Double Jeopardy

Women in almost every culture and segment of society experience violence—from both individuals and institutions—that is directed specifically at them as women. In the United States, women of color—Hispanic, Afro-American, Asian, and Native American—experience violence that is specifically focused against them because of both their race and their gender. When misogynist violence combines with racism, the result is a unique and deadly threat to women of oppressed races.

Throughout the world, and especially in war, rape has been an instrument of racial conquest and oppression. Groups of men from one race have attacked women of races they deemed inferior. The toll has included Jewish women who were raped by German troops, Chinese women raped by Japanese soldiers, Bengali women raped by Pakistani soldiers, Native American women raped by white settlers, Afro-American women raped and terrorized by the Ku Klux Klan and other groups, and Vietnamese women raped by U.S. soldiers. These systematic attacks on women often included mutilation and murder, and they were part of a general pattern of terrorism against the population involved.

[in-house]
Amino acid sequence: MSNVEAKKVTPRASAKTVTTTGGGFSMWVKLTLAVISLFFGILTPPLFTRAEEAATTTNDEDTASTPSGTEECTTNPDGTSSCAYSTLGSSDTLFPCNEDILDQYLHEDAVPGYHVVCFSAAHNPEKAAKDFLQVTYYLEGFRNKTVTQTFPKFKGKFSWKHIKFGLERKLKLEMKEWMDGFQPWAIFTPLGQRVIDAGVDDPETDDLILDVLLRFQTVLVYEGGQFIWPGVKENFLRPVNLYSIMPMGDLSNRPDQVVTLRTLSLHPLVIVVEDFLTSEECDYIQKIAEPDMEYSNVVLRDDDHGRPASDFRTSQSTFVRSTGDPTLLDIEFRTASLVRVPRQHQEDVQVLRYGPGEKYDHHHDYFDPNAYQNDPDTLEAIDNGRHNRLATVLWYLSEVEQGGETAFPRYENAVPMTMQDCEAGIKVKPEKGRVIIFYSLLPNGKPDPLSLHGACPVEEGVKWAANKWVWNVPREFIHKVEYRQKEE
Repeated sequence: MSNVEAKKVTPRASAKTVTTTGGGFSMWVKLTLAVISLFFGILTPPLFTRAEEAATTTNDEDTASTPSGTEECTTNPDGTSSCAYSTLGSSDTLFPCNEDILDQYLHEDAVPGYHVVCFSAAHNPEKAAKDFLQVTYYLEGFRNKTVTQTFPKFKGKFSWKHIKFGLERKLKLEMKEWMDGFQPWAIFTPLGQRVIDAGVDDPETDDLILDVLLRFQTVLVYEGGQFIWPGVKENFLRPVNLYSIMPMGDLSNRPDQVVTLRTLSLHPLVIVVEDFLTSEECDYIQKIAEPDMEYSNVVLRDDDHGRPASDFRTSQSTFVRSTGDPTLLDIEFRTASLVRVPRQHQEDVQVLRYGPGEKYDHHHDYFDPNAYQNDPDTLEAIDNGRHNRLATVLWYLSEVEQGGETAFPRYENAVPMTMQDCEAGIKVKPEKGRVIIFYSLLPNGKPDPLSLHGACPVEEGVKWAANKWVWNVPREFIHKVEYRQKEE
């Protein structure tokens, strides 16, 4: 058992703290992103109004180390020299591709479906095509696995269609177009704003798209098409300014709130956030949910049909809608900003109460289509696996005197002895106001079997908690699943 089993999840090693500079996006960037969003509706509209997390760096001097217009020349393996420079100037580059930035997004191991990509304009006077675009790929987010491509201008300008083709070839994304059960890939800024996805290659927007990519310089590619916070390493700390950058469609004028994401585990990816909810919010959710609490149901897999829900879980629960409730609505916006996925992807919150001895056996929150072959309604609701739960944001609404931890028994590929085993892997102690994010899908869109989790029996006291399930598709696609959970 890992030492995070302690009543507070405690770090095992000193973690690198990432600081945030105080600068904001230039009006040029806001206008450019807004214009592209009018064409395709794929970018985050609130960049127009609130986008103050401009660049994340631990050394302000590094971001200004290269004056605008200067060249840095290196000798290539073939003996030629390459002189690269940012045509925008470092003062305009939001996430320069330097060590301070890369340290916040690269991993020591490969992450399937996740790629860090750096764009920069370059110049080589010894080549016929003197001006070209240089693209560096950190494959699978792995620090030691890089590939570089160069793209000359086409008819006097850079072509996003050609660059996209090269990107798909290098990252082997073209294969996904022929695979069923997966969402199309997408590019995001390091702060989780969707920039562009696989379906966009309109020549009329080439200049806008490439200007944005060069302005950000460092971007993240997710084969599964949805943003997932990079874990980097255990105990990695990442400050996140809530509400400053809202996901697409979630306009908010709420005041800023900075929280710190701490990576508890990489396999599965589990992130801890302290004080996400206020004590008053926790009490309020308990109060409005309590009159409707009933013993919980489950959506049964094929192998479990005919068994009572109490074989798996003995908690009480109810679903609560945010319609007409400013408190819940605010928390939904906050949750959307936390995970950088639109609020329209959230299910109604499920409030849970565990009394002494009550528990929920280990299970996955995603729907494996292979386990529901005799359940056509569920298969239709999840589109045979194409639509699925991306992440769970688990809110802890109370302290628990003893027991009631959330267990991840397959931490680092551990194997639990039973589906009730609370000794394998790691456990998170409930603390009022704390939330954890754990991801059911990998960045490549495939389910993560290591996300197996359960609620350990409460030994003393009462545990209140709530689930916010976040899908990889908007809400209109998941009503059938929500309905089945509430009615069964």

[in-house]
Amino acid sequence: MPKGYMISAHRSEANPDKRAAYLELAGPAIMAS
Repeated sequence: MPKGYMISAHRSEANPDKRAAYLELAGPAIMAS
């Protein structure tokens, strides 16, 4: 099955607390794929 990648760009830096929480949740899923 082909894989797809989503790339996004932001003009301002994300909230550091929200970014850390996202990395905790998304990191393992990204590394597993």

In these cases, the racist underpinnings of the assaults are beyond doubt. The attacks against women represented an extreme humiliation of the race to which they belonged. Women, in the minds of their attackers, were either property to be sabotaged or subhuman because they belonged to an enemy race.

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